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Common Knowledge

Jun 14, 2017

Hey there! This is HEX Rysu, aka Ryan Sutherland, once again, and this time I’m here to tell you about some of the subtle changes we’re making to the way our sets are designed. For many of you, this won’t be a huge change. In fact, most of those who don’t read this article may never notice that this is a change for the entirety of Frostheart’s lifespan. To fully explain the changes, our story takes us back to the beginning of Frostheart’s design life and the problem posed by commons.

A Common Problem

One of the challenges of designing sets for HEX is that we want to fill as many of our common slots with cards that interact with all the new mechanics. For Frostheart, this means more cards with Illuminate, Gladiator, Runic, etc. However, commons have many masters to serve alongside introducing basic versions of these mechanics to players. Here’s a few of the other roles that commons have:

  • Reduce complexity of the average pack through textless troops and troops with just a single keyword power.
  • Have simple actions that also reduce complexity.
  • Give a home to socketed troops, as most of the changes to a card happen when new gems are introduced rather than to the body those gems live on.
  • Provide players with narrow reserves cards with effects like reversion and artifact or constant destruction.
  • Help with things that are universal and help to define shard identity, like shard fixing in Diamond or troop recursion in Blood.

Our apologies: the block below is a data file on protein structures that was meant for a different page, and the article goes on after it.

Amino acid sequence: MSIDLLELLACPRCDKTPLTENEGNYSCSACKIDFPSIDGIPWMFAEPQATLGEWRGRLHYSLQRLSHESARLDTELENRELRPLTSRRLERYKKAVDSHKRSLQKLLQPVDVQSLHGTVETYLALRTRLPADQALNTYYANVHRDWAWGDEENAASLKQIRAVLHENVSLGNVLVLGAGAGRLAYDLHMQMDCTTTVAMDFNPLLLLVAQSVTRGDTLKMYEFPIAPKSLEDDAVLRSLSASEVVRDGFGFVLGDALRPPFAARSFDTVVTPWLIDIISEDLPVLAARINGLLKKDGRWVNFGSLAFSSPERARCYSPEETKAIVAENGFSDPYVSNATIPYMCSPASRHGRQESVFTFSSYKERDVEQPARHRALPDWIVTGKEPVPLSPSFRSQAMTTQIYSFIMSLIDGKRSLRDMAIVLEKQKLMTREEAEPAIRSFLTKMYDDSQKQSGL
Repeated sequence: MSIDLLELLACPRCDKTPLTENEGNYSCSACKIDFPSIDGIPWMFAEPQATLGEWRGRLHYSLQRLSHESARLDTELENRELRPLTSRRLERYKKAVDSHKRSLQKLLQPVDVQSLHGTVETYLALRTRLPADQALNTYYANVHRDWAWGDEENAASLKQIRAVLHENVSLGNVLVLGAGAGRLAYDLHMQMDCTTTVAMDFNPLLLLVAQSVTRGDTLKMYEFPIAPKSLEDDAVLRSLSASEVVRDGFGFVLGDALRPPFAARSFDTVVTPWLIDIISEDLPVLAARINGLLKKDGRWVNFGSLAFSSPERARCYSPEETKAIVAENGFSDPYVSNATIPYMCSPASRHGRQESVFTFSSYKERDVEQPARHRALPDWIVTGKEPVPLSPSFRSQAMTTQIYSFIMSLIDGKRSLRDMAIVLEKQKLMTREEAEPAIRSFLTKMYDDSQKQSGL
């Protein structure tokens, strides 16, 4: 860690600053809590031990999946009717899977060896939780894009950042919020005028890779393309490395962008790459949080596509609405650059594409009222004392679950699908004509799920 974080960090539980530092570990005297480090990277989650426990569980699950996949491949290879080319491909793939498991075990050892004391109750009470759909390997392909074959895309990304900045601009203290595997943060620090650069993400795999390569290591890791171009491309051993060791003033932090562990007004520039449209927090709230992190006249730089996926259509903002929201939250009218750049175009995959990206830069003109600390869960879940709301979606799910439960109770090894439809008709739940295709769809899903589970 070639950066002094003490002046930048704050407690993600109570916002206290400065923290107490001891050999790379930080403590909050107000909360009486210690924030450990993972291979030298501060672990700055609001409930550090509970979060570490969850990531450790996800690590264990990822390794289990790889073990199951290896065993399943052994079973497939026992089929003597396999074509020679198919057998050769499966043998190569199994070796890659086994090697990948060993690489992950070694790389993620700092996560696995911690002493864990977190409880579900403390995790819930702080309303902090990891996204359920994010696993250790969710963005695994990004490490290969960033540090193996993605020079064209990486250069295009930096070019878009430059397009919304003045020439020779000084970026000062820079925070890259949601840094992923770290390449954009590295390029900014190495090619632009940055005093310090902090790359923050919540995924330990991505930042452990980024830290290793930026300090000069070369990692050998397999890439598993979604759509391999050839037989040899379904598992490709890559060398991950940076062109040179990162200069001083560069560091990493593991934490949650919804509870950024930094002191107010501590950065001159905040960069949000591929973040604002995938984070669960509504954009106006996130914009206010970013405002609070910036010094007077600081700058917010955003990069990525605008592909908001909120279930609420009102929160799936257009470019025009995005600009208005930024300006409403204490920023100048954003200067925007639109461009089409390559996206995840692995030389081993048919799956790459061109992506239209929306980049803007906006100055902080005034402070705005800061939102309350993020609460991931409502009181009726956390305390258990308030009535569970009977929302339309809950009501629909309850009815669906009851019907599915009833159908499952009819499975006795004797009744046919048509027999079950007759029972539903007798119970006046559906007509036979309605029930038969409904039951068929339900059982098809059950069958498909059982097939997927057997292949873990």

In the past, it’s proven difficult to have cards that serve both masters effectively. For example, Rust and Ruin from Herofall checks off both the ‘being a narrow reserves card’ and ‘being a card that supports the mechanics of the set’ boxes at first glance… but is that really the case?

The question that I had to ask myself was whether or not Rust and Ruin accomplishes these goals. If my opponent has artifacts or constants I’ll certainly bring this in, although I’d be happier to have Nature Reigns. Meanwhile, if I’m simply a Wild Dreadling deck, running the card before knowing whether or not my opponent has constants and artifacts is a very risky proposition. As a result, this card doesn’t serve either role to full effectiveness. But, because there are only so many slots at common, this card was printed to serve both roles.

When I began working on Frostheart, I started looking for a way to allow these commons to exist without burdening cards that are trying to do work towards the goals of the set. The solution I found was to create a subgroup of commons that can exist from set to set, which carry the weight of all the points I outlined earlier and allow each set’s unique commons to carry more complexity and power than they would otherwise. This subgroup is what we refer to as Core Commons.

Core Commons will be a mix of reprints and new cards in the set that will carry over from set to set as needed. However, because we want most of the cards players open to be cards that are unique to each set, these cards will only make up four of the twelve common slots in each pack. Here’s an example of the difference between a pack of Scars of War and a pack of Frostheart:

Scars of War Pack:

  • 1x Rare or Legendary
  • 4x Uncommons
  • 12x Commons

Frostheart Packs:

  • 1x Rare or Legendary
  • 4x Uncommons
  • 8x Frostheart Commons
  • 4x Frostheart Core Commons

These commons will carry over for at least the chapter that they are created in. This means when we release Set 8 it will look like this:

Set 8 Packs:

  • 1x Rare or Legendary
  • 4x Uncommons
  • 8x Set 8 Commons
  • 4x Frostheart Core Commons

These changes will mean you’ll see some of the same cards in both Frostheart and Set 8. This has some implications for drafting. For example, if you don’t pick up the reserves card you need in your Set 8 packs, you can pick them up in Frostheart. However, don’t put them off for too long, because Core Commons are only half as likely as any other card to show up in each pack.